I was born and raised in a little suburb just outside our state’s capital. The backyard of the duplex my parents rented ran right into a cornfield, for as far as my little eyes could see. Summers were spent watching the corn grow while splashing in our plastic wading pool, and Fall brought about opportunities to explore the cornfields. I remember laughing as my sister chased my squealing dad with snakes she found in the field. True story. 🙂

Today, thirty years later, I am raising my own little family just a few blocks south of that duplex I used to call home. The cornfields are long gone, and the little suburb I once knew is no longer so little. In fact, this town I’ve known and loved my entire life is bursting at the seams.

The opening of a tenth elementary school in our town has caused recent upheaval as school boundary lines need changed. At a school board meeting a few weeks ago to discuss the proposed changes, several parents made public comments voicing concern that with the proposed changes, several elementary schools would have mixed “social classes,” and this made them uncomfortable. Really?! Social classes…in elementary schools?!

My heart, heavy with many thoughts and feelings, felt the need to pen a letter to my children in regard to that comment, to the changes that surrounds us, and to what is really most important in life.

Dear Jayda, Nadia, and Titus,
What a joy it is to be your momma! For years, I prayed that God would gift me with the privilege to be a mother…He answered my request far and above what I could’ve imagined. You each bring such special qualities to our family, and your daddy and I couldn’t be happier.

It seems surreal that two of you are in school full-time each day, and that Titus could start preschool in the Fall. Where has the time gone?! I was thinking recently about the time I spent in school as a young girl. Just like you do today, I faced situations in which I had to “put my sifter on” and decipher truth from falsehood. Sometimes in the morning when I’m zipping your coat or tying your shoes and I tell you to “put your sifter on,” I can hear you groan. “We know, mom. We know.” But I will never stop telling you. Just like my mom never stopped telling me. If I needed that sifter that many years ago, I can assure you that you need it now even more.

You’ve already witnessed, in your short lives thus far, that people are different. God, in His very creative way, forms and fashions each individual for their specific calling in life. Sadly, however, not everyone sees these differences and appreciates them…they let differences drive people apart. You will never walk the exact same path that someone else walks, and that’s okay. The older you get, the more diversity you’ll see in the families that surround us. God made each person and each family unique for a very good reason…don’t ever forget that.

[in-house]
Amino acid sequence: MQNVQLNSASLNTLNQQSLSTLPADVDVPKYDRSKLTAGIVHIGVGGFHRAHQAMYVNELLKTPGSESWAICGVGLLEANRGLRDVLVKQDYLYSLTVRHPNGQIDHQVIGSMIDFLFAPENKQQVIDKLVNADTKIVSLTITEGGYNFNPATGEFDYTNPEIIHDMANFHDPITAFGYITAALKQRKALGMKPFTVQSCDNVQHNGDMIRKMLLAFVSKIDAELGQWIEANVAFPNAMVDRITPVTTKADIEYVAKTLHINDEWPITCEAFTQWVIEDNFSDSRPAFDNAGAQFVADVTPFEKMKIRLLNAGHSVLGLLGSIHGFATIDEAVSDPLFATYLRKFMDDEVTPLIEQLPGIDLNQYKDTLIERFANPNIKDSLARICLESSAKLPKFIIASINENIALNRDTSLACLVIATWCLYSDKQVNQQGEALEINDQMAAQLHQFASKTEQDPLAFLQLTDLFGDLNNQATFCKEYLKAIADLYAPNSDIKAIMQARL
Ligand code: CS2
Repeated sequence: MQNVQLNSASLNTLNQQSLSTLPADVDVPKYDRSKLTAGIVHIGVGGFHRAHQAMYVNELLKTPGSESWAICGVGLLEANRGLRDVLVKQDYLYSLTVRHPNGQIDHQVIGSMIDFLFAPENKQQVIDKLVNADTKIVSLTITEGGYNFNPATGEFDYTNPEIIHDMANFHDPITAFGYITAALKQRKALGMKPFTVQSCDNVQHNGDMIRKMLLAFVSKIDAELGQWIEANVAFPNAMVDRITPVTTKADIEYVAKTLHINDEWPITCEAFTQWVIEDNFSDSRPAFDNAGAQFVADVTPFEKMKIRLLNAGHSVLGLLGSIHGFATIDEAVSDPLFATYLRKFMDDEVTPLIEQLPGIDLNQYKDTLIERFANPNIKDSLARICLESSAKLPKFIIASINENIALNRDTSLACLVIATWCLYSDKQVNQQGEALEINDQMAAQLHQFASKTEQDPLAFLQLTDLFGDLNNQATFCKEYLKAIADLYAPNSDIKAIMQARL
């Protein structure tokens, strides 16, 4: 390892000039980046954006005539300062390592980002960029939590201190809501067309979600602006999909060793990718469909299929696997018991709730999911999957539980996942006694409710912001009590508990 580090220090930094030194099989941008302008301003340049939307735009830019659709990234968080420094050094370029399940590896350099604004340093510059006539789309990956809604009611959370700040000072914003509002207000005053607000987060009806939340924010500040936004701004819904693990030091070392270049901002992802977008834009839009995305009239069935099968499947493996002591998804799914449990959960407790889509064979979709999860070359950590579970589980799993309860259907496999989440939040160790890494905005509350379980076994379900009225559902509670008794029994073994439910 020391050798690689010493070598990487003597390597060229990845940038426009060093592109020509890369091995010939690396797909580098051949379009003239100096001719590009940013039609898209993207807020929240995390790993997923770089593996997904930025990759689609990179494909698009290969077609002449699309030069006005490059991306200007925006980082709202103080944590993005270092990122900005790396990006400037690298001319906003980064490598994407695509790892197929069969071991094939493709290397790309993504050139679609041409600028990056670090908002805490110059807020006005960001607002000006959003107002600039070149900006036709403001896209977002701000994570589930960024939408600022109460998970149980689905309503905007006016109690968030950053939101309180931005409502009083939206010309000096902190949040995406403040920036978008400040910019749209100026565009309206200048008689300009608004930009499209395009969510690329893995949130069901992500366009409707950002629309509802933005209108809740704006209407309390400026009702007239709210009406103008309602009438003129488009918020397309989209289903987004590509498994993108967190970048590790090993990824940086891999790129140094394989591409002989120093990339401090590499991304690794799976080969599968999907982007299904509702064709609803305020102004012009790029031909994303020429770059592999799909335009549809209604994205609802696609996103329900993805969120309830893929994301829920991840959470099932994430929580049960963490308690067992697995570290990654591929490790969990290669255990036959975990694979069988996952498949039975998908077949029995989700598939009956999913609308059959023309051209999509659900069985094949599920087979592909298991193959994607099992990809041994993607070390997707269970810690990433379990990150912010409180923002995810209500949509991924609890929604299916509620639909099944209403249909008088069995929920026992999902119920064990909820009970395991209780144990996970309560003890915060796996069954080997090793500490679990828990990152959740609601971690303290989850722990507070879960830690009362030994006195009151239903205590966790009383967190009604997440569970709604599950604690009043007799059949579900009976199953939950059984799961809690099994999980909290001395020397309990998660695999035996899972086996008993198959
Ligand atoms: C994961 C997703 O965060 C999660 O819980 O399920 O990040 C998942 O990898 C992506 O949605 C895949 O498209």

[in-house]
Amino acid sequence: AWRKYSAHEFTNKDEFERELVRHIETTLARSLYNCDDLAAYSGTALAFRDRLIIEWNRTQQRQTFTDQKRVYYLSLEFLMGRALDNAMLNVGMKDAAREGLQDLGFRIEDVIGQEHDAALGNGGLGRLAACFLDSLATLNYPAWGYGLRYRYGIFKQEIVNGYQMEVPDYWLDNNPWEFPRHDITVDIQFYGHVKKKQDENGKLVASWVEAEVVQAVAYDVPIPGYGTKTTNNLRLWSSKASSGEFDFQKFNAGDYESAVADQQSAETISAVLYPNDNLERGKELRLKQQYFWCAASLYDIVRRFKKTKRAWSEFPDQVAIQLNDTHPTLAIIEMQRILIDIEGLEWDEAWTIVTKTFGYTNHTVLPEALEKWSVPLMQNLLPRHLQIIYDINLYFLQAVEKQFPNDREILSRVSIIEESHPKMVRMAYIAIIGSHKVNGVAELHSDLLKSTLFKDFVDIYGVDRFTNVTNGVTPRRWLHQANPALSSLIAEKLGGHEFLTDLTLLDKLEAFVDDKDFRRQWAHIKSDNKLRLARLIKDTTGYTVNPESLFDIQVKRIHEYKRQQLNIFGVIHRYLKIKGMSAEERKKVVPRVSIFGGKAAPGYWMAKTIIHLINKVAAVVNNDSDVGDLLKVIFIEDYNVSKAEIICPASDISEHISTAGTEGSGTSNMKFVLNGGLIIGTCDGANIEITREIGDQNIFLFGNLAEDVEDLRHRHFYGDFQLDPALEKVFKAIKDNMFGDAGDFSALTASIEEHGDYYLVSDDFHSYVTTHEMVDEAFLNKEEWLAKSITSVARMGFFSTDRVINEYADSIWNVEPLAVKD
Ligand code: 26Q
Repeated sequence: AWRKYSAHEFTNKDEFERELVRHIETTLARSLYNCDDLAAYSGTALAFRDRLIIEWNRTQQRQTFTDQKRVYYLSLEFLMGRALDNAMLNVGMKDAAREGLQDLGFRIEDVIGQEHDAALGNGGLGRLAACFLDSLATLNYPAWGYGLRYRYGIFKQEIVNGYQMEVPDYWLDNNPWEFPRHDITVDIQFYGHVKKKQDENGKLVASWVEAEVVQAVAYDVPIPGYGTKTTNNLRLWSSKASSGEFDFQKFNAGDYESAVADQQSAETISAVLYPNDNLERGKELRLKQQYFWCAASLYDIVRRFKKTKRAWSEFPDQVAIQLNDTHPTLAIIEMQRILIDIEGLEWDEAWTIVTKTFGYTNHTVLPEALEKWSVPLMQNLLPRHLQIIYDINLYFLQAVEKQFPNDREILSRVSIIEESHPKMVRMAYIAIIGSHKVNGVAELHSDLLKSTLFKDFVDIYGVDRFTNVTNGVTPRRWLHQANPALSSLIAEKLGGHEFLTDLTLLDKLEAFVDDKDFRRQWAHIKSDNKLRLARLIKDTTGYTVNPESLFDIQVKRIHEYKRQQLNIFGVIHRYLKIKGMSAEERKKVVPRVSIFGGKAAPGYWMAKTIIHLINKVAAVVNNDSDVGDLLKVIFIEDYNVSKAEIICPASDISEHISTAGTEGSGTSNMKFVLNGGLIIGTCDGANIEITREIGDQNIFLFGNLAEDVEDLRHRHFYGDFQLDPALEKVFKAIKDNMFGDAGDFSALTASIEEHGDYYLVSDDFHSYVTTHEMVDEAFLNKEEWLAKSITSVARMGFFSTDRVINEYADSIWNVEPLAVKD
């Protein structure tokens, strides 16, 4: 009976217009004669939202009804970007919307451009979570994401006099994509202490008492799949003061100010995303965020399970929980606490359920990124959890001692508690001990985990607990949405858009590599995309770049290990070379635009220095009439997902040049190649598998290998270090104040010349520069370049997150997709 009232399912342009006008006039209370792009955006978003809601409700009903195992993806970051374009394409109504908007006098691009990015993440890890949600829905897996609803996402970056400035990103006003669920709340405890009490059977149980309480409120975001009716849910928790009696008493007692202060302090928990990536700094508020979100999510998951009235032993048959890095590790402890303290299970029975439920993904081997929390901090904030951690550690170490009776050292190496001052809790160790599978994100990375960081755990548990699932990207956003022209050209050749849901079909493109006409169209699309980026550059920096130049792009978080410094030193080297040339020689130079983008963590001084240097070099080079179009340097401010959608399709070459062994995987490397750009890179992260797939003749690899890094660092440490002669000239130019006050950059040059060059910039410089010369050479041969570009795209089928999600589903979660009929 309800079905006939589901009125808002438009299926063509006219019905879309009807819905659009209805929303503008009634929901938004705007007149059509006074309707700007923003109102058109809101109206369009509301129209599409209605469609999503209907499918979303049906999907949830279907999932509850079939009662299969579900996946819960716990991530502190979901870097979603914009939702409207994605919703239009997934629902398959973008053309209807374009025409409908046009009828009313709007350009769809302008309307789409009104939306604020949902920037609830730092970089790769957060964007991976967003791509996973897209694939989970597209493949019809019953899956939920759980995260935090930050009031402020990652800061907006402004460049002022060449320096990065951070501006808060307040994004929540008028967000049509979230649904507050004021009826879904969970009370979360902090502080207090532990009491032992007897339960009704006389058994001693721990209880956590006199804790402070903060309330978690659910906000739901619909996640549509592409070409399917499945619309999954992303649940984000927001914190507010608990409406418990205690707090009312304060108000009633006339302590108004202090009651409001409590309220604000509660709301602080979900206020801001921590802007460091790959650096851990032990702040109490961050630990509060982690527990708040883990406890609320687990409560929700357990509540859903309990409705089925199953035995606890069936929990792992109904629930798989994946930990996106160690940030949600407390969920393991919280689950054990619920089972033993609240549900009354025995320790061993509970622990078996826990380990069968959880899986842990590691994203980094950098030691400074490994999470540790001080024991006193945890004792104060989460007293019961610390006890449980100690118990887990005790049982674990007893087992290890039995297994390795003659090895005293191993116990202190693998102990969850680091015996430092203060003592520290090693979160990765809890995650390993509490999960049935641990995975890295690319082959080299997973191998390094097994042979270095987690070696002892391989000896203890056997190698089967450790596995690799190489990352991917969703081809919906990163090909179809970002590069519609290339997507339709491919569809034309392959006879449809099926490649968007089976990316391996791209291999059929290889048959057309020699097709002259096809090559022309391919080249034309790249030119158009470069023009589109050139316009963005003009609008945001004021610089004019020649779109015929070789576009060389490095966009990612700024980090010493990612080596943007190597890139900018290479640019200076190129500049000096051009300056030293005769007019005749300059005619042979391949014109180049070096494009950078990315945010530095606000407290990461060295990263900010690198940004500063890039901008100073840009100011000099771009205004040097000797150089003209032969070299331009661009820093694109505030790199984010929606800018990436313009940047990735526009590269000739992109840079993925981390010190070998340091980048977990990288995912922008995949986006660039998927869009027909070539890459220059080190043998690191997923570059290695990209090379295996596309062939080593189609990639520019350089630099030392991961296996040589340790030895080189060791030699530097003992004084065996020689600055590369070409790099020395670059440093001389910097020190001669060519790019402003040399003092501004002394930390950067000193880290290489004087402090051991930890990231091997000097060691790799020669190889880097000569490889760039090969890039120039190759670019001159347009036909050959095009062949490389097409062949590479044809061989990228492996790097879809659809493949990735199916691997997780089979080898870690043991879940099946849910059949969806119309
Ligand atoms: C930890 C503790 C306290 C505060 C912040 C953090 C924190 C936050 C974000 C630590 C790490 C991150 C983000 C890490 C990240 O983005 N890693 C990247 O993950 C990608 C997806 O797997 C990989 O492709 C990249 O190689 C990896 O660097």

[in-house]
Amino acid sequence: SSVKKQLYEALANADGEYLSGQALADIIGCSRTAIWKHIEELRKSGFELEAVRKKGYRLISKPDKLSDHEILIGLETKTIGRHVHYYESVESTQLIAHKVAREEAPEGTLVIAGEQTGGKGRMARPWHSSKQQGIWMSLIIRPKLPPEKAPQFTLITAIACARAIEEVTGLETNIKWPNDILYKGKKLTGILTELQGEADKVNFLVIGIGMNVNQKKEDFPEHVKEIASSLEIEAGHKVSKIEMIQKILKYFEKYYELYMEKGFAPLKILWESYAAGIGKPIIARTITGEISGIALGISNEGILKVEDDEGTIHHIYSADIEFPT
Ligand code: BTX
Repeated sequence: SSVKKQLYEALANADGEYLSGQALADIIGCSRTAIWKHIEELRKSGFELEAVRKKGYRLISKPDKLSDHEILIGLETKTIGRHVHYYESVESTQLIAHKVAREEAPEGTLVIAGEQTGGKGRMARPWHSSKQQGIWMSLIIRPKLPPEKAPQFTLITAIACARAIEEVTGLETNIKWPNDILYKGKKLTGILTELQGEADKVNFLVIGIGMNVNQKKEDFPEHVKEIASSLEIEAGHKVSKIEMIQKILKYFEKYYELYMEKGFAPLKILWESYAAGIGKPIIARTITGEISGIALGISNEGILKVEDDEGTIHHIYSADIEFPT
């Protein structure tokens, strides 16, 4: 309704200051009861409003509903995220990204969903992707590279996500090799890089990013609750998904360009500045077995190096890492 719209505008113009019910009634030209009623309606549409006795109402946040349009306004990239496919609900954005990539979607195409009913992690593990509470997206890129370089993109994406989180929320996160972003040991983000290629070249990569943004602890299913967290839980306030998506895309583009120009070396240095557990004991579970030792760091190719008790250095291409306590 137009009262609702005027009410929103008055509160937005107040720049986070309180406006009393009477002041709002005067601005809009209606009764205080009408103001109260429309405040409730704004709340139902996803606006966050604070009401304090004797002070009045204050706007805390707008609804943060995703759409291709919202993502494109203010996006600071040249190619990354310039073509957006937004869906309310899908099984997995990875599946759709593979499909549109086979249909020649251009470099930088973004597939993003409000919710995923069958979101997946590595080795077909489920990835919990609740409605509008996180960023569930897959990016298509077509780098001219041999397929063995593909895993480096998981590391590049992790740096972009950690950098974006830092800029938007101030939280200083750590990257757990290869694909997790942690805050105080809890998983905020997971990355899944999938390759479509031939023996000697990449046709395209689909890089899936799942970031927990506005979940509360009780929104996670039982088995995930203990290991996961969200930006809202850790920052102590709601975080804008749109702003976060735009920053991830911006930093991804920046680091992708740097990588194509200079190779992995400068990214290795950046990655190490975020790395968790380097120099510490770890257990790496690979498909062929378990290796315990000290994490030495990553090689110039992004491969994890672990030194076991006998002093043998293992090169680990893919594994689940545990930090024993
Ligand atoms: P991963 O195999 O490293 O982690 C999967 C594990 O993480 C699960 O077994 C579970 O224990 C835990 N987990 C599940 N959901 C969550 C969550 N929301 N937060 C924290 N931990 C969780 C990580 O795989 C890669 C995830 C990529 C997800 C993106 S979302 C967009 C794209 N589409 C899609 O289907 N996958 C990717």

No matter where this road in life takes us, I want you to always know that it is not the stuff in life that makes you who you are. You will, however, probably be told that stuff is significant. You will know other people who value stuff far and above other important things in life. Stuff is magnified and glorified everywhere…on social media, on television, in the movies, among your peers at school, and even amidst people close to you. I pray that you will always know, deep in your heart, that stuff doesn’t determine your importance or significance. Stuff can be taken away at anytime…love cannot. 

1 Corinthians 13…via “The Message Bible” sums up perfectly what I pray for myself, and for our family. Always strive to LOVE.

1 Corinthians 13
1) If I speak with human eloquence and angelic ecstasy but don’t love, I’m nothing but the creaking of a rusty gate.

2) If I speak God’s Word with power, revealing all his mysteries and making everything plain as day, and if I have faith that says to a mountain, “Jump,” and it jumps, but I don’t love, I’m nothing.

3-7) If I give everything I own to the poor and even go to the stake to be burned as a martyr, but I don’t love, I’ve gotten nowhere. So, no matter what I say, what I believe, and what I do, I’m bankrupt without love.

Love never gives up.
Love cares more for others than for self.
Love doesn’t want what it doesn’t have.
Love doesn’t strut,
Doesn’t have a swelled head,
Doesn’t force itself on others,
Isn’t always “me first,”
Doesn’t fly off the handle,
Doesn’t keep score of the sins of others,
Doesn’t revel when others grovel,
Takes pleasure in the flowering of truth,
Puts up with anything,
Trusts God always,
Always looks for the best,
Never looks back,
But keeps going to the end.

13) Trust steadily in God, hope unswervingly, love extravagantly. And the best of the three is love.

1 John 4:19 tells us that we love because God first loved us. God loves us with an extravagant and unconditional love. May we love the same!

You will know people who have much more stuff than you have. Fancier cars, bigger houses, nicer clothes…love them. Extravagantly.

You will know people who have much less stuff than you have…love them. Extravagantly.

You will know people who are faster than you, smarter than you, taller than you, anything-er than you. Love them. Extravagantly.

Welcome people, of all different walks, into your life with open arms. Love extravagantly. Always.

And above all, children, love Jesus. For without Him, we know nothing of true love. Love Him. Extravagantly.

With extravagant love,